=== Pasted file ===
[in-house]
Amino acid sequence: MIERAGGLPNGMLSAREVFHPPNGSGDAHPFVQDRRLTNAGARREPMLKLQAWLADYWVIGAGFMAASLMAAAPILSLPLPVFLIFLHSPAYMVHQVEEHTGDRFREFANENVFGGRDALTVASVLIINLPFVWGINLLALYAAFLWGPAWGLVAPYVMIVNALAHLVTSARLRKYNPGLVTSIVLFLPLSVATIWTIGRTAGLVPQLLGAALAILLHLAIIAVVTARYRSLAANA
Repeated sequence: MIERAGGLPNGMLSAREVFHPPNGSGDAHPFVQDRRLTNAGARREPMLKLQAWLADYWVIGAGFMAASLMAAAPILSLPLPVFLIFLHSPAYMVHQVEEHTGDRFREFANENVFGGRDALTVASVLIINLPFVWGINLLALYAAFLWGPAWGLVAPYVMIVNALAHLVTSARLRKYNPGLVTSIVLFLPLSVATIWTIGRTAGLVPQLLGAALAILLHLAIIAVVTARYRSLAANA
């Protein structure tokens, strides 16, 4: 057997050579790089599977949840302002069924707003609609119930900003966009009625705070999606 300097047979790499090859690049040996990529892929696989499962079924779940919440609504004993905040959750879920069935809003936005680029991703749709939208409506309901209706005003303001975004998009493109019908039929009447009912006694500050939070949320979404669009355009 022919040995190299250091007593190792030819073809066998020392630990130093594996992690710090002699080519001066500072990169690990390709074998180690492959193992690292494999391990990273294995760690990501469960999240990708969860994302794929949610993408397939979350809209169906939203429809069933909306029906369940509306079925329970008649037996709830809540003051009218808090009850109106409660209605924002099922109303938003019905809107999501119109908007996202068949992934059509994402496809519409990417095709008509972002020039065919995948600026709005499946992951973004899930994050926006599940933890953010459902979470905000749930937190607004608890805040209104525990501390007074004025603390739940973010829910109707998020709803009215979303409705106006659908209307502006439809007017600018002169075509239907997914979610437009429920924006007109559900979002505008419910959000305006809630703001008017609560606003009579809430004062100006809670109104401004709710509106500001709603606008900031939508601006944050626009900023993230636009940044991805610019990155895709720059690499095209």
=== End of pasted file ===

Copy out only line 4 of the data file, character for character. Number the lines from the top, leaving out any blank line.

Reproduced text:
């Protein structure tokens, strides 16, 4: 057997050579790089599977949840302002069924707003609609119930900003966009009625705070999606 300097047979790499090859690049040996990529892929696989499962079924779940919440609504004993905040959750879920069935809003936005680029991703749709939208409506309901209706005003303001975004998009493109019908039929009447009912006694500050939070949320979404669009355009 022919040995190299250091007593190792030819073809066998020392630990130093594996992690710090002699080519001066500072990169690990390709074998180690492959193992690292494999391990990273294995760690990501469960999240990708969860994302794929949610993408397939979350809209169906939203429809069933909306029906369940509306079925329970008649037996709830809540003051009218808090009850109106409660209605924002099922109303938003019905809107999501119109908007996202068949992934059509994402496809519409990417095709008509972002020039065919995948600026709005499946992951973004899930994050926006599940933890953010459902979470905000749930937190607004608890805040209104525990501390007074004025603390739940973010829910109707998020709803009215979303409705106006659908209307502006439809007017600018002169075509239907997914979610437009429920924006007109559900979002505008419910959000305006809630703001008017609560606003009579809430004062100006809670109104401004709710509106500001709603606008900031939508601006944050626009900023993230636009940044991805610019990155895709720059690499095209």